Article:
This is what I would consider a very low bar, but we could follow the same principle further. Given what we are learning about the Chinese labour-camp system, it seems fairly clear that ‘made in China’ products being sold across the Single Market may have been made by modern-day slaves. We need to develop more legislation to ban from our markets products that breach the standards we would expect. Otherwise, we are guilty of benefiting as consumers from a global production system that resembles a covert modernised version of the colonial past of which we are so ashamed.
Objection to Chinese imports is not a preserve of the left, and we must clearly distinguish our commitment to global standards from far right appeals to economic nationalism. Requiring environmental and social standards equivalent to our own for goods on sale in our market may result in the reshoring of production and better conditions for European workers matched by higher prices for consumers. However, our political objective is the protection of people and planet, not the mobilisation of grievance or appeals to nationalism. What we are protecting is not our domestic producers but our values.
This brings me to the second piece of legislation that I think may signal the way forward: the Carbon Border Adjustment Mechanism. The EU prides itself on being a global leader on climate. This can enable us to develop the clean and green economy of the future, but it can also sometimes mean our producers facing higher prices – especially for energy – and becoming uncompetitive. The purpose of the Carbon Border Adjustment Mechanism is to impose a tax on imports equivalent to any increased cost of production incurred to ensure we are meeting our climate commitments.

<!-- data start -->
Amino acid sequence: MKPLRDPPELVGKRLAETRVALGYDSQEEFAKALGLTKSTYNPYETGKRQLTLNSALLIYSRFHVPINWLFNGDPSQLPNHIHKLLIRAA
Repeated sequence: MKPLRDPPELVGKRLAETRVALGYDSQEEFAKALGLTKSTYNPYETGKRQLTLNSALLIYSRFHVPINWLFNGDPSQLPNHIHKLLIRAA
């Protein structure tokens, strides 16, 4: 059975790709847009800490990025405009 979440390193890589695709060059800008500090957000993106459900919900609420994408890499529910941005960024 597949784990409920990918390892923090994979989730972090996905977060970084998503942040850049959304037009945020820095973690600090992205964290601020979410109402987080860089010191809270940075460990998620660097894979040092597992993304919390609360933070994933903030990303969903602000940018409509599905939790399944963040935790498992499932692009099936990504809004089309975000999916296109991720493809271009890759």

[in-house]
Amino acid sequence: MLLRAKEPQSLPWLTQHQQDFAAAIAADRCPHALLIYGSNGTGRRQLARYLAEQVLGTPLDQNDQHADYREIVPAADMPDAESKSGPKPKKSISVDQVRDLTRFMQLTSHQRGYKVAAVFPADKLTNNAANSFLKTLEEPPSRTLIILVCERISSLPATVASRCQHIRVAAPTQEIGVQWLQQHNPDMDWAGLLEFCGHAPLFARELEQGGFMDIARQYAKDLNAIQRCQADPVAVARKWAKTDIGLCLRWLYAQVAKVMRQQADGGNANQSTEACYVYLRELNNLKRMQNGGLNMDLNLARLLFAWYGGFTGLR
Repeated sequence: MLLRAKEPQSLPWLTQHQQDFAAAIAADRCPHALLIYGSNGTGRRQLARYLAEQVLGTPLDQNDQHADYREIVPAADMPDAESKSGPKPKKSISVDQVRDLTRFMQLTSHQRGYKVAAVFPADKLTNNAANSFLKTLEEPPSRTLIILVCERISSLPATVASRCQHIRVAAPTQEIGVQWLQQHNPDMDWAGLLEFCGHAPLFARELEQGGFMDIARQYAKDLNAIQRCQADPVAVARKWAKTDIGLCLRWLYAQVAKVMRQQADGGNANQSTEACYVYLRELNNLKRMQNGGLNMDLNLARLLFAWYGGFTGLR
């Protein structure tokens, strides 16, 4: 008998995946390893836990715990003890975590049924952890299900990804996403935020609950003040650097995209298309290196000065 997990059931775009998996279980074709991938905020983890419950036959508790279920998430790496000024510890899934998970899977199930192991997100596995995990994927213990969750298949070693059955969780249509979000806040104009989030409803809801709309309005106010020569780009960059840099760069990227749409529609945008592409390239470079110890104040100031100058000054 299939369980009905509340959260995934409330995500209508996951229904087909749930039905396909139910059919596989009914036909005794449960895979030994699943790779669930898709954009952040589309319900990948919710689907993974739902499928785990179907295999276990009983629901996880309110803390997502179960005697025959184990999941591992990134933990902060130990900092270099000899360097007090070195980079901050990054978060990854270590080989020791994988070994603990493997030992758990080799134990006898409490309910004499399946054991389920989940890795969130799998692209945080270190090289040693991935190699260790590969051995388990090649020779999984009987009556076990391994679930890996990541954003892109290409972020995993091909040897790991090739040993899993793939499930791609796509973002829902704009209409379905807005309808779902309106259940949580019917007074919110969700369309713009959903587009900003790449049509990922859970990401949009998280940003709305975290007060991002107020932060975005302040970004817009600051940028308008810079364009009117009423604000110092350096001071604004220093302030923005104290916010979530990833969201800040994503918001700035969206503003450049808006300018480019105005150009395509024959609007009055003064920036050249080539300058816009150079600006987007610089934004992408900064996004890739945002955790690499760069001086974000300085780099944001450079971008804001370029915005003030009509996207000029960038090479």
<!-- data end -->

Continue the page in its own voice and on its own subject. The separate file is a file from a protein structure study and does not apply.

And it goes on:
Of course, what is vitally important here is that the tariffs imposed are actually matched by carbon reductions rather than allowing further carbon leakage in the flawed Emissions Trading System. But if it can be made balanced and watertight, this ability to keep our high standards without making European producers uncompetitive could help to use the Single Market as a lever to improve other environmental and social standards in the globalised economy.
The third example I would like to consider is the Mercosur trade deal, which is a test of whether the EU is genuinely committed to climate action and human rights. The deal between the largest Latin American economies and the EU was reached, in principle, in 2019. It is a vast deal covering 780 million people and trade valued at more than €40bn. It is also extremely sensitive to environmental concerns, with the Brazilian president encouraging the accelerated destruction of the Amazon rainforest and the murder of the indigenous people whose home it is at the precise moment that the deal was being signed off. It was negotiated without a sustainability impact assessment or binding commitments on climate, environment and human rights.